Misdiagnosing Woman's Heart Attack Can Mean Malpractice

According to the Centers for Disease Control and Prevention (CDC), every year approximately 715,000 Americans have a heart attack. Because there is no definitive test, the rate of misdiagnosis of heart attacks can be high, with about 1 in 50 heart attack victims sent home from the emergency room with a mistaken diagnosis. With such high rates of misdiagnosis, medical malpractice claims involving heart attack misdiagnosis are among the most common malpractice claims made.

What Makes a Woman’s Heart Attack Diagnosis So Different From That of a Man?

Dr. David A. Meyerson, MD, JD, Director of Cardiology Consultation Services, Johns Hopkins, tells us that “…with regard to heart attack and heart disease women do present differently from men … Men will often feel that terrible essential chest pain or pressure, with pressure and pain going through to the jaw, perhaps to the back, perhaps to the left arm, shortness of breath, dizziness, a whole constellation of things. Women sometimes have less warning. Their symptoms are not quite as dramatic…[They] may complain about profound fatigue or weakness… chest pressure…or shortness of breath.” Because of these differences heart attacks in women can go undiagnosed, resulting in serious injury or death.

Demonstrating Malpractice for Injuries to Female Heart Attack Patients

Not every failure to diagnose is malpractice. Proving a heart attack malpractice injury case for a female patient requires:

  • Expert testimony on the applicable standard of care the physician owed the patient
  • Expert testimony on the physician’s deviation from that standard of care
  • Expert testimony stating there is a causal link between the physician’s deviation and the patient’s heart attack injury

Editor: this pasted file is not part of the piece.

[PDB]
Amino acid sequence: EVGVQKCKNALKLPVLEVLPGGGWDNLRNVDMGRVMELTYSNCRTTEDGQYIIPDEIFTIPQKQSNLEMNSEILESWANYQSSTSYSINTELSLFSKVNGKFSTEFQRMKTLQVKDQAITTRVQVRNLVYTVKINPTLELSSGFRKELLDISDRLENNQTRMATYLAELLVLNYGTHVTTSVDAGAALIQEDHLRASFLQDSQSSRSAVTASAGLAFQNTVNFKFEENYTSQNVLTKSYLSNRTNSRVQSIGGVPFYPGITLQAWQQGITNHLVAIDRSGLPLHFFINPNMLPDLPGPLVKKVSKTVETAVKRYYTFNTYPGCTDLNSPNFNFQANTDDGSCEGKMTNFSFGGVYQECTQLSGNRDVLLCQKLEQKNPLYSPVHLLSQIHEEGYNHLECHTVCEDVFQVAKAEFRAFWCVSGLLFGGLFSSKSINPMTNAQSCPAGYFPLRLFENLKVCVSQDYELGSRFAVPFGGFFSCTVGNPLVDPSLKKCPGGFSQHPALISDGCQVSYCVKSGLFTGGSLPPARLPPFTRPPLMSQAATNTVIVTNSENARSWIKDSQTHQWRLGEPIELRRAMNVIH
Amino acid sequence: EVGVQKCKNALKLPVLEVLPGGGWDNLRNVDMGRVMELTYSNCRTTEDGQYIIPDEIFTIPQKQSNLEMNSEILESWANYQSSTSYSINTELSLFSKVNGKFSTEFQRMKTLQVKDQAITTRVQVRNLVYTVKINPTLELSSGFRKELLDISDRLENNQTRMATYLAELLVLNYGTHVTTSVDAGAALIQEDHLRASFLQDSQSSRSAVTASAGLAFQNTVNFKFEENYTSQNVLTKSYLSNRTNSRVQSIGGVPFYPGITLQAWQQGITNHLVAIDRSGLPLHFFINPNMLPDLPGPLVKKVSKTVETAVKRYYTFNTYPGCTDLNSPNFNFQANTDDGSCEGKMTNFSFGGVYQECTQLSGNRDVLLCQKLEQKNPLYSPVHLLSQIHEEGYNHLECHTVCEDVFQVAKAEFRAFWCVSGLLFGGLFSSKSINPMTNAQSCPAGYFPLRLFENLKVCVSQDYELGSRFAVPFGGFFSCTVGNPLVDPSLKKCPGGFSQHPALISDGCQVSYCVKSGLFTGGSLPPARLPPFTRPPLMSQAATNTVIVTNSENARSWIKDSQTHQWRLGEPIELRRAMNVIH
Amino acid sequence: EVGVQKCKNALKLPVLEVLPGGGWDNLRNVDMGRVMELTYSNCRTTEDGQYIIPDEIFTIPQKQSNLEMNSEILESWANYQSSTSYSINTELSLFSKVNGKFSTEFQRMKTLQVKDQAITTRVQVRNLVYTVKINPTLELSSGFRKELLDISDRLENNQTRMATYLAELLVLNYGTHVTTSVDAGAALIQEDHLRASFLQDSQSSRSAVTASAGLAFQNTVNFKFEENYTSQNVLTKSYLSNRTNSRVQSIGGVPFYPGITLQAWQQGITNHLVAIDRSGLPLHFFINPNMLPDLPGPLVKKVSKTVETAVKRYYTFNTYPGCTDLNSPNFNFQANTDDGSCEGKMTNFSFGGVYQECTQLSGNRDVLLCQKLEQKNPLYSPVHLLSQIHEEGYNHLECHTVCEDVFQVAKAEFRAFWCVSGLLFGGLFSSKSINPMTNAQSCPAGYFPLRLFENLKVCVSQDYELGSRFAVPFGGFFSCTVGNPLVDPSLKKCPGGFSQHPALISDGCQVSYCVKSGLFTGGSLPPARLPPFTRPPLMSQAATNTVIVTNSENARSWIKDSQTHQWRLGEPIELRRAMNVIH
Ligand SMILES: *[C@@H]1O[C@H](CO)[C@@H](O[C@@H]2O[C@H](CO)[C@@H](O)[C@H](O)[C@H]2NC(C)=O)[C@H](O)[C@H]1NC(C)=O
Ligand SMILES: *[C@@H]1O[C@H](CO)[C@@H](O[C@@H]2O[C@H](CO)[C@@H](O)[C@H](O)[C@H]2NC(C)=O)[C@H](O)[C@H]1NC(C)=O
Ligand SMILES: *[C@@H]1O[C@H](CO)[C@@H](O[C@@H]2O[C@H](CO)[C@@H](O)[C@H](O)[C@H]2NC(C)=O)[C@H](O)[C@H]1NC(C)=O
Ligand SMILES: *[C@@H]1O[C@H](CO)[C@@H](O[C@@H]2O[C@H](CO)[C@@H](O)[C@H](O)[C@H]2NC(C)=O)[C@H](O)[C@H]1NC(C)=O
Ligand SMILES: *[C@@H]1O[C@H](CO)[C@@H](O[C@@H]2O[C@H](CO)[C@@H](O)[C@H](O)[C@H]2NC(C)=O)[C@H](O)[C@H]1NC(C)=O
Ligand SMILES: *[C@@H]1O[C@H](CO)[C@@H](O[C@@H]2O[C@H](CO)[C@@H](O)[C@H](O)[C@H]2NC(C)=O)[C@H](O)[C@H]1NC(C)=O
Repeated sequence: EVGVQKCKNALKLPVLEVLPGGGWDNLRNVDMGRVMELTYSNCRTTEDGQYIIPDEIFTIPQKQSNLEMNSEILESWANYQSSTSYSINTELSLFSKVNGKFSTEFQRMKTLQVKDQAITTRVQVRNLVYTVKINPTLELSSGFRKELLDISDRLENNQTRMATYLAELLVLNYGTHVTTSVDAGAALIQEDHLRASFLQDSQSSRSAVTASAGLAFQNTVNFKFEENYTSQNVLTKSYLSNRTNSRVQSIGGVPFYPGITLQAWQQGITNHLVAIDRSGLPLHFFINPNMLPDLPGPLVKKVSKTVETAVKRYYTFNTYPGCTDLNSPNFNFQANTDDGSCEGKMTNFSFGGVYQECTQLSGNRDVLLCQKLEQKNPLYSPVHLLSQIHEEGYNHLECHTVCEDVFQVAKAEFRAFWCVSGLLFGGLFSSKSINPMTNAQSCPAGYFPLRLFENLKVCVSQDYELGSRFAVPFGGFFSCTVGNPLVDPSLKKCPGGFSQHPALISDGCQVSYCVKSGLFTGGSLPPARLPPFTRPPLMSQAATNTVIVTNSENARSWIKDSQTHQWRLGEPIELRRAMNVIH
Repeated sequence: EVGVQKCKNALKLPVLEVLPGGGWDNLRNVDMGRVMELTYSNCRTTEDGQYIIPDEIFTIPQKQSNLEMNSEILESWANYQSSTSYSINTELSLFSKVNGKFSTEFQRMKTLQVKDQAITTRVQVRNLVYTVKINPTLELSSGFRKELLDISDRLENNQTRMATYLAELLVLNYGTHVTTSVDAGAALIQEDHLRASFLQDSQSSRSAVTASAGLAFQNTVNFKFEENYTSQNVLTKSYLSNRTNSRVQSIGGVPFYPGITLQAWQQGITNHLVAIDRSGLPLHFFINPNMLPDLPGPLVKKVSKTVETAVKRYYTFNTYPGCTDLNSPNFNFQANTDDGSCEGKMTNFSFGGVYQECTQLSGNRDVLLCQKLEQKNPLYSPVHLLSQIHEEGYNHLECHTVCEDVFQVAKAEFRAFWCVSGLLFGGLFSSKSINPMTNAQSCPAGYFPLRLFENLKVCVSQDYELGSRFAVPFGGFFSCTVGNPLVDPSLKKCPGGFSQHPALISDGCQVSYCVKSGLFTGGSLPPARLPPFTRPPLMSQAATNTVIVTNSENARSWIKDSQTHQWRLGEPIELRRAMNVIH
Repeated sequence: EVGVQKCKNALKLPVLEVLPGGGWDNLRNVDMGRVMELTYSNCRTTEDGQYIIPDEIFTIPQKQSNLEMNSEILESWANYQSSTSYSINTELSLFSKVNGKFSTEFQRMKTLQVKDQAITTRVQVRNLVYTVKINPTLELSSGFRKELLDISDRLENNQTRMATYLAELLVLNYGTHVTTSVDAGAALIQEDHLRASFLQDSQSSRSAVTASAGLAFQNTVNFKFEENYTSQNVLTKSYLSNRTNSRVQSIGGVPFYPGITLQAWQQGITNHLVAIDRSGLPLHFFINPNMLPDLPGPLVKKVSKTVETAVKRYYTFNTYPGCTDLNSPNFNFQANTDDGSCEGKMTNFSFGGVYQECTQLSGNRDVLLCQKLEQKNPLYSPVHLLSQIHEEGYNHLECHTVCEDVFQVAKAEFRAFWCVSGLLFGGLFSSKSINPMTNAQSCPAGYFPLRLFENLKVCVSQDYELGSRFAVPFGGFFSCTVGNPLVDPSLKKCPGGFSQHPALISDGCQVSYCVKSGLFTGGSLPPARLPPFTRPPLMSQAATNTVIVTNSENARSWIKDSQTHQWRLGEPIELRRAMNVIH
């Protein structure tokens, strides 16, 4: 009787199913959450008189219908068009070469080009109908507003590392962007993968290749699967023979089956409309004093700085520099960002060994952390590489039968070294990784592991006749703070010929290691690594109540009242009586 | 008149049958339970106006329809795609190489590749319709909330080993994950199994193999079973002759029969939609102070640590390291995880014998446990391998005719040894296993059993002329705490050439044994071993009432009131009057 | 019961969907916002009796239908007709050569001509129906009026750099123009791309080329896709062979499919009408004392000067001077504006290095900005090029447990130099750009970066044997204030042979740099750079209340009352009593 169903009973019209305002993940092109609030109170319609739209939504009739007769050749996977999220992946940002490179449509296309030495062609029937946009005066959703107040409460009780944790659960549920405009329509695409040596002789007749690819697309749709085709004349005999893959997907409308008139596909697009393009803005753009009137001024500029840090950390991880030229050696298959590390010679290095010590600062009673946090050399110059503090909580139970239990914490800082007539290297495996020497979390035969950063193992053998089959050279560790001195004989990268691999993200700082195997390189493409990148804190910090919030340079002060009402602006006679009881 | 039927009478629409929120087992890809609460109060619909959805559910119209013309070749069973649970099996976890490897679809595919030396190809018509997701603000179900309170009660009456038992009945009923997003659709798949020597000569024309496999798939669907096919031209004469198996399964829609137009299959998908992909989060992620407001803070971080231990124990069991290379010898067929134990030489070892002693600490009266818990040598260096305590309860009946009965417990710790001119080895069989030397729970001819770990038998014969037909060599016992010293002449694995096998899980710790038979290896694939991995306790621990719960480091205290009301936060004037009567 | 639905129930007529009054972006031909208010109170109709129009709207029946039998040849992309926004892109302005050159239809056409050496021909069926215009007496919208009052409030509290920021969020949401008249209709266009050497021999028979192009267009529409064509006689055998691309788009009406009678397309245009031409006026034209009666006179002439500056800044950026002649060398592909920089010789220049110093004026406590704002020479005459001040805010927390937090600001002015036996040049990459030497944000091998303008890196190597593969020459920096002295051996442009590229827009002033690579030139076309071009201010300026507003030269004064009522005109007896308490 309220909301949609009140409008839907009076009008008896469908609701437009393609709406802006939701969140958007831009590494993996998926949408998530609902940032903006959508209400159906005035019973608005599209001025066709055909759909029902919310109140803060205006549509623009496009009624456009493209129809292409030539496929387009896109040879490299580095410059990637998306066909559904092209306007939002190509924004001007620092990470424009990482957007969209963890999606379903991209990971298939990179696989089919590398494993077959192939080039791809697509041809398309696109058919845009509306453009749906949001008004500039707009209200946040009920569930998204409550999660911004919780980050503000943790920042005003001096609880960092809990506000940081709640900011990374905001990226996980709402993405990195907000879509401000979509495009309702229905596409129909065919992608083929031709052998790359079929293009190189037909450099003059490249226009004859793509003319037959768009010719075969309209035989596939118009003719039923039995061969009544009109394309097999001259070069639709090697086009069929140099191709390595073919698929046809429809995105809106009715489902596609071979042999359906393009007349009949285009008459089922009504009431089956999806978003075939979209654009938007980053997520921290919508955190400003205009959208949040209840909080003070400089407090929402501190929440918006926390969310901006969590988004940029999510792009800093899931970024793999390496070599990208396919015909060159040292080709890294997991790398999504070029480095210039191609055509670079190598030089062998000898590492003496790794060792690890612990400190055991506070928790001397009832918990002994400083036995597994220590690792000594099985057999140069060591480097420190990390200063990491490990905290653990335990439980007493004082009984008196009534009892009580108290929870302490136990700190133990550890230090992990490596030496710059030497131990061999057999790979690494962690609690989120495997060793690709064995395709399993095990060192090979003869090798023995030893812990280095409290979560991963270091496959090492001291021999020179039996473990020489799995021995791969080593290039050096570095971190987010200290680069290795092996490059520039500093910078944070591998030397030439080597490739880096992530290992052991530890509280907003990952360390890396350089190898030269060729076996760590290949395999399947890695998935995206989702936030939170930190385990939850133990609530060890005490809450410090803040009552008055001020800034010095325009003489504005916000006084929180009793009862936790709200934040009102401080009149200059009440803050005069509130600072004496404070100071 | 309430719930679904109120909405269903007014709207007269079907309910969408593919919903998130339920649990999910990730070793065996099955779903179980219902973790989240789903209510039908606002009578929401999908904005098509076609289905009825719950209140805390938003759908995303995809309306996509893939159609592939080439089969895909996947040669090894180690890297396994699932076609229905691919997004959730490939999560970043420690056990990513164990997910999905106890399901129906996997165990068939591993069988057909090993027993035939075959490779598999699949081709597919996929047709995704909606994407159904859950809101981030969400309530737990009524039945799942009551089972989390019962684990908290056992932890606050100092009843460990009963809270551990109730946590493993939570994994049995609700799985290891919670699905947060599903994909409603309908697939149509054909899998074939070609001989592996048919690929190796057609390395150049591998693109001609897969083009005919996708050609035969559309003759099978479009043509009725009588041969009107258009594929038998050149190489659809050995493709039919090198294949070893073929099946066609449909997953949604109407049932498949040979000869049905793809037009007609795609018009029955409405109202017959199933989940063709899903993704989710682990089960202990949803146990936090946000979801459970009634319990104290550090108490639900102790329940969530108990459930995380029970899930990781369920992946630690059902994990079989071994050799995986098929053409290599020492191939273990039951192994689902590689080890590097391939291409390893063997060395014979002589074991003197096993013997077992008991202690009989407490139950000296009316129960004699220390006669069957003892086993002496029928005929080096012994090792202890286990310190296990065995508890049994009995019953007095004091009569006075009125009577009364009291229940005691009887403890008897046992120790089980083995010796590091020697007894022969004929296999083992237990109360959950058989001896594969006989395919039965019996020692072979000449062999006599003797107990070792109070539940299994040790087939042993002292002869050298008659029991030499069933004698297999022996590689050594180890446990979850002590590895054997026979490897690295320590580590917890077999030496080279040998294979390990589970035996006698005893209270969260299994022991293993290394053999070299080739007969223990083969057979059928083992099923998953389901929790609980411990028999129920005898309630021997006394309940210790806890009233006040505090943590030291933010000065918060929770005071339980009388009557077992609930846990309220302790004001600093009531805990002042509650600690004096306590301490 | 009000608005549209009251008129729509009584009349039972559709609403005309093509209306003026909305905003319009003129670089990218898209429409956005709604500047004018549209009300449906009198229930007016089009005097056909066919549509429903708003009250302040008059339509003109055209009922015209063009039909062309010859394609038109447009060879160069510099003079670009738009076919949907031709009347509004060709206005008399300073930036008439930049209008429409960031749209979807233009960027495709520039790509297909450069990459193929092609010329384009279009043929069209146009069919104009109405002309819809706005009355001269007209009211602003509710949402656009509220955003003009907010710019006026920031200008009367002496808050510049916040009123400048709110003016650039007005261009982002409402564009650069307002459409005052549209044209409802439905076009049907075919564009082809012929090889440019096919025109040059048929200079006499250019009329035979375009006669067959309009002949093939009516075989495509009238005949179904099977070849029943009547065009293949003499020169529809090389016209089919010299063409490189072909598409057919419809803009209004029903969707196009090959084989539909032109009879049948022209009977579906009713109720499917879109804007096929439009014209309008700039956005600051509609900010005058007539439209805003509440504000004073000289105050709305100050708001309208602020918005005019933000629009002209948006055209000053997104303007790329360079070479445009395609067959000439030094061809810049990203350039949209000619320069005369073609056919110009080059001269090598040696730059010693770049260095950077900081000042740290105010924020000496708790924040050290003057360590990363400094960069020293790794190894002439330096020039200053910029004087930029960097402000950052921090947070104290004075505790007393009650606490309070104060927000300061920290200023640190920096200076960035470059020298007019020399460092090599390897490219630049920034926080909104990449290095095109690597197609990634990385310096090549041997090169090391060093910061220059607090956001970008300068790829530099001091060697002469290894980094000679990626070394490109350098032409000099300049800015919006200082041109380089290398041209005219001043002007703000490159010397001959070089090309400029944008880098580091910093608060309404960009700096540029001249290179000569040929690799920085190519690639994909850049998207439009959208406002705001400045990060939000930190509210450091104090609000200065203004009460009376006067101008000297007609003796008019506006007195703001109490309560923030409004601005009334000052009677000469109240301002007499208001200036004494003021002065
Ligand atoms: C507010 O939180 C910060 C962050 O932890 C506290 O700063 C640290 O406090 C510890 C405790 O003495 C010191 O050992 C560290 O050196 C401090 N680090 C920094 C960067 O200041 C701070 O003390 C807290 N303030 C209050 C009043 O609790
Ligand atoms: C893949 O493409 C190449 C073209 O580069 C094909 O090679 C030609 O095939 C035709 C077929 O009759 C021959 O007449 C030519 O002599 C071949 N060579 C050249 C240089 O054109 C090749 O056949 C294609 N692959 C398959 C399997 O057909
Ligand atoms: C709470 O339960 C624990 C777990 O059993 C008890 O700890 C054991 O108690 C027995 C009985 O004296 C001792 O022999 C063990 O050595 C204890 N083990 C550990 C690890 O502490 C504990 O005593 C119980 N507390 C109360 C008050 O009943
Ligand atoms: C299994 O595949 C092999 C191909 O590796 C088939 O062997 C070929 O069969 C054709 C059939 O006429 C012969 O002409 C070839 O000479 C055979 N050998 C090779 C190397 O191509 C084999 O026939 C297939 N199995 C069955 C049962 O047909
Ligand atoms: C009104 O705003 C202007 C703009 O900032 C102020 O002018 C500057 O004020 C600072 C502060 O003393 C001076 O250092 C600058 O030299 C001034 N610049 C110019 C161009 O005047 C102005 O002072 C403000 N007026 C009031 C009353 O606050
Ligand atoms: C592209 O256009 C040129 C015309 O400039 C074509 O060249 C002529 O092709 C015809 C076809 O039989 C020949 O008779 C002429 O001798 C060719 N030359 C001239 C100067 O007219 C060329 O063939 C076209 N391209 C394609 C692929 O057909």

An emergency room physician’s failure to conduct a second troponin enzyme test six hours after the female patient began experiencing heart pain was a proximate cause of the patient’s increased injuries from a delay in diagnosis and treatment for the heart attack in Browne v. Portland Adventist Medical Center, 254 Or.App. 73, 295 P.3d 69 (Or.App. Dec 12, 2012). Expert testimony presented by the plaintiffs indicated that the second test would have shown that the patient was suffering a heart attack and that the delay in diagnosis caused by the failure to conduct the second test created a risk that heart tissue was likely to be lost. According to the expert, the applicable standard of care for an emergency room physician required the physician to conduct a repeat test, because it would mitigate the extent of any permanent injury to the plaintiff’s heart. The court also determined that the expert testimony was sufficient for the jury to conclude that, if the diagnosis of heart attack had been timely made, the cardiologist would have ordered the patient to the cardiac catheterization laboratory for additional treatment or performed other curative treatment, and that the physician’s breach of the standard of care was thus the proximate cause of the patient’s injury.

Use the following checklist as a guide to proving your malpractice case for misdiagnosing a woman’s heart attack